Knife three: My first Bowie

I have a very close relationship with my brother – from childhood on we spent a lot of time together. He is one of, if not the most important person in my life. And when he saw the Kukri I made, he asked if I could make a knife for him some day.

We had November and there were still some weeks left so I decided to make a personal knife as a christmas present. He had told me he liked knives “like our father had” and that were Bowie knives. So I designed a nice recurved blade at my computer and again printed out several versions until I had a design that I liked.

I wanted to try a thicker steel and a different quality than the 3.2 mm 1.2003 steel I had used. So I got me some 1.2235 (80 CrV2) also known as L2 steel. The Steel has a thickness of 4.5 mm.

Transferring the form and cutting it out was straight forward. This time I wanted to do a flat grind again to avoid the sharpening problems I had on the konvex grind on the Kukri. And again I did it free hand which always is a big challenge to avoid facetting. But it turned out pretty good when I finally had a flat grind that I could feel while grinding.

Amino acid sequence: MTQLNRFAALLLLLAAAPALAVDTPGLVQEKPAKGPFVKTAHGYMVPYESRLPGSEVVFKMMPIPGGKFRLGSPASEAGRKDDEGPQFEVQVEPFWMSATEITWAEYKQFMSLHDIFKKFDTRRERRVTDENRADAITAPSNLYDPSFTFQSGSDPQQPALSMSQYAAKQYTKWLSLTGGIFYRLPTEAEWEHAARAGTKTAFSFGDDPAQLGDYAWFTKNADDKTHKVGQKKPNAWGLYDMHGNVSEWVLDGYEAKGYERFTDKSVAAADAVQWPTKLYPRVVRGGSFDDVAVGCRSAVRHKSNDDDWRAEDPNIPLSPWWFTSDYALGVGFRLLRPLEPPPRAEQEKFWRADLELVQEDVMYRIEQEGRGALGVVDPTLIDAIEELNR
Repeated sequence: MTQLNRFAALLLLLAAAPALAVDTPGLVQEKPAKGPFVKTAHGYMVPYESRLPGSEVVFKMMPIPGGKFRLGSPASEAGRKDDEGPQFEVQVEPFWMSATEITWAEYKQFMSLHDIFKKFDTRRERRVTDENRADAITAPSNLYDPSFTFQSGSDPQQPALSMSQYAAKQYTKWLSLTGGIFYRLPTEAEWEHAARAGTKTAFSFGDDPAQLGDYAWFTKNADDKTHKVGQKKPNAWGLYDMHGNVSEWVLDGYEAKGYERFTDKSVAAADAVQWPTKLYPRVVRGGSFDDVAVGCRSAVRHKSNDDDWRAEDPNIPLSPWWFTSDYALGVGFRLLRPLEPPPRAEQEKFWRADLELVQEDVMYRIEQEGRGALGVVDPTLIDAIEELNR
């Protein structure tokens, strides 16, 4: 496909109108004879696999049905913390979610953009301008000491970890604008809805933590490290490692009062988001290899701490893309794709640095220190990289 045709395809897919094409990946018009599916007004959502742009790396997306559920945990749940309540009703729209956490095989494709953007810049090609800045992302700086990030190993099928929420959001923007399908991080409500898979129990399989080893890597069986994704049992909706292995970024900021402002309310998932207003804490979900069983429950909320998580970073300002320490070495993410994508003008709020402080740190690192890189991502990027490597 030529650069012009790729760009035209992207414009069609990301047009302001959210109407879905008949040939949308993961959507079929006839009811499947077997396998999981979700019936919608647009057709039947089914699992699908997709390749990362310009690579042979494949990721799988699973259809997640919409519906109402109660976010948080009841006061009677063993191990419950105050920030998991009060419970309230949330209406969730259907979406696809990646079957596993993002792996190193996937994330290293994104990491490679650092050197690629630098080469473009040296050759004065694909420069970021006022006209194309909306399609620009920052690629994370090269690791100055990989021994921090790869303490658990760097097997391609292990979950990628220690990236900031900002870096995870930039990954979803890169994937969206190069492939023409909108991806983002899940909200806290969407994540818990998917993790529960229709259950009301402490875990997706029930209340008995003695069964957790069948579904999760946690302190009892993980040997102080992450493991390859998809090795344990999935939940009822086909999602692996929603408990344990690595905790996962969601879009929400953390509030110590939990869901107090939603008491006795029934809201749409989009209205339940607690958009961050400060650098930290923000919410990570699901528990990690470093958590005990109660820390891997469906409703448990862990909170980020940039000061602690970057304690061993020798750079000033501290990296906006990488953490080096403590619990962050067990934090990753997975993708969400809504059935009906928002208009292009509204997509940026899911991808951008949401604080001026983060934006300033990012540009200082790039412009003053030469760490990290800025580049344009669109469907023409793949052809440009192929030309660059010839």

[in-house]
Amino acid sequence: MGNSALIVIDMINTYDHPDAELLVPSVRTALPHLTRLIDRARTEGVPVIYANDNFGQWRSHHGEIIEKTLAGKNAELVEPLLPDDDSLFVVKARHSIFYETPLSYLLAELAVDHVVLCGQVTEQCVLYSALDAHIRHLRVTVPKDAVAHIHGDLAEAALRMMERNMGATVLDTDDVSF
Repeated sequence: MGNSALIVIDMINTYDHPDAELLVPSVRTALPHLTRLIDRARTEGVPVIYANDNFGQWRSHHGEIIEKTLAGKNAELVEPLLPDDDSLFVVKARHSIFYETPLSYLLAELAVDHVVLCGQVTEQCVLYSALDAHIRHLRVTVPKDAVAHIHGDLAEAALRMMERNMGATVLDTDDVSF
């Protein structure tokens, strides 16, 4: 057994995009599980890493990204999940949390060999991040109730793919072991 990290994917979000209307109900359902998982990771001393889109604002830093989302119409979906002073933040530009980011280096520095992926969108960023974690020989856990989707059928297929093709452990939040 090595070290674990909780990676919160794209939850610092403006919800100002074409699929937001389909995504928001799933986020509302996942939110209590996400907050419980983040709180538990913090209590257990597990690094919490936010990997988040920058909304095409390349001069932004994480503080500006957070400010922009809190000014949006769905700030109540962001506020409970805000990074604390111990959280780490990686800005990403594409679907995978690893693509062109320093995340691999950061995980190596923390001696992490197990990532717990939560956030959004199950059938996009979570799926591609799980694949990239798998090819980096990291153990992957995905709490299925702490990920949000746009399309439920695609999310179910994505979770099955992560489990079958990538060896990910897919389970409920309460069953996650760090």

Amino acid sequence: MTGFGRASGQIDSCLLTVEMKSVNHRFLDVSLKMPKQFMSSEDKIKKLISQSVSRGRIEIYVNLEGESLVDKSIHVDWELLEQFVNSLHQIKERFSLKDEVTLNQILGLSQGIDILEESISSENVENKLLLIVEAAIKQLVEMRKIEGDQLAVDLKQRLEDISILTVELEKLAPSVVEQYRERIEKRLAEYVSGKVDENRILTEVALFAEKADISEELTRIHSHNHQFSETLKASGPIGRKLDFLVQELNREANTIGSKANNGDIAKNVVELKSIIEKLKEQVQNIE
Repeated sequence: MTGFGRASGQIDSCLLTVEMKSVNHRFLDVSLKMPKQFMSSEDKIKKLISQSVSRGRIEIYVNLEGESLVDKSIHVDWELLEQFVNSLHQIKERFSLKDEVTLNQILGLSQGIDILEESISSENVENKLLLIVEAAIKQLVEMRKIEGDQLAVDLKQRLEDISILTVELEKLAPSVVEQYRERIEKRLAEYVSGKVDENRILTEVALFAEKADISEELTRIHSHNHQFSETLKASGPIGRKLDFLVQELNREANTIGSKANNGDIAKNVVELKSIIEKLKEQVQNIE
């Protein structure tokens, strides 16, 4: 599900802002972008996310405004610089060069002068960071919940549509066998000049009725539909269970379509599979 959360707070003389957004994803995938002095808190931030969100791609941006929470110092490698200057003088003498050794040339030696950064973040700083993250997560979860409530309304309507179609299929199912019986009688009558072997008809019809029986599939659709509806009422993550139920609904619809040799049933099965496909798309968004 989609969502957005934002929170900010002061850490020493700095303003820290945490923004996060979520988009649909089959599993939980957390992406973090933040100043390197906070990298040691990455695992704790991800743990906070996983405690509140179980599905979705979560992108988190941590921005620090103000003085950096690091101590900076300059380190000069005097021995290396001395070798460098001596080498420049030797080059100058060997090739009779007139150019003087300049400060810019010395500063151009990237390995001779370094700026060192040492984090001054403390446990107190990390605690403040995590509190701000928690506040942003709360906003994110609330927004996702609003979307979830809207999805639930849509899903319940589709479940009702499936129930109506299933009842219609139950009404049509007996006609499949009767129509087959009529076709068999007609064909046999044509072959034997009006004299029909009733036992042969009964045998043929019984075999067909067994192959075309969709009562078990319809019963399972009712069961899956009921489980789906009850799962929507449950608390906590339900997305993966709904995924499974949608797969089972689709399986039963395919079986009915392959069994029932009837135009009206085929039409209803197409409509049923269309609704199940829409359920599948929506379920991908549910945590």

The most difficult part was grinding a symmetrical swage and bevels on both sides so the point where the flat part of the blade ends is at exactly the same spot on both sides.

For the Handle I wanted to use the inverse parts I had left from making the handle of the Kukri – so for the front part I had Karelian Birch and the big part of the handle would be made of Leopard wood. Again I planned to make my own Micarta liners. This time I wanted to experiment with single layers of white sheets to create better separation of the colors. I chose black and a brighter red for the colors.

Karelian Birch and Leopard Wood with self made paper Micarta liners

The lesson I learned on this knife was, that I wanted to get a better seamless surface and so I ground the wood of the handle and a bit of the steel between the handle halves. The result was a very wavy steel that was hard to sand back to a smooth curve again.

Another learning was to be extremely careful when mixing polished surfaces with scratch patterns. If you are not carefule enough you can start all over again.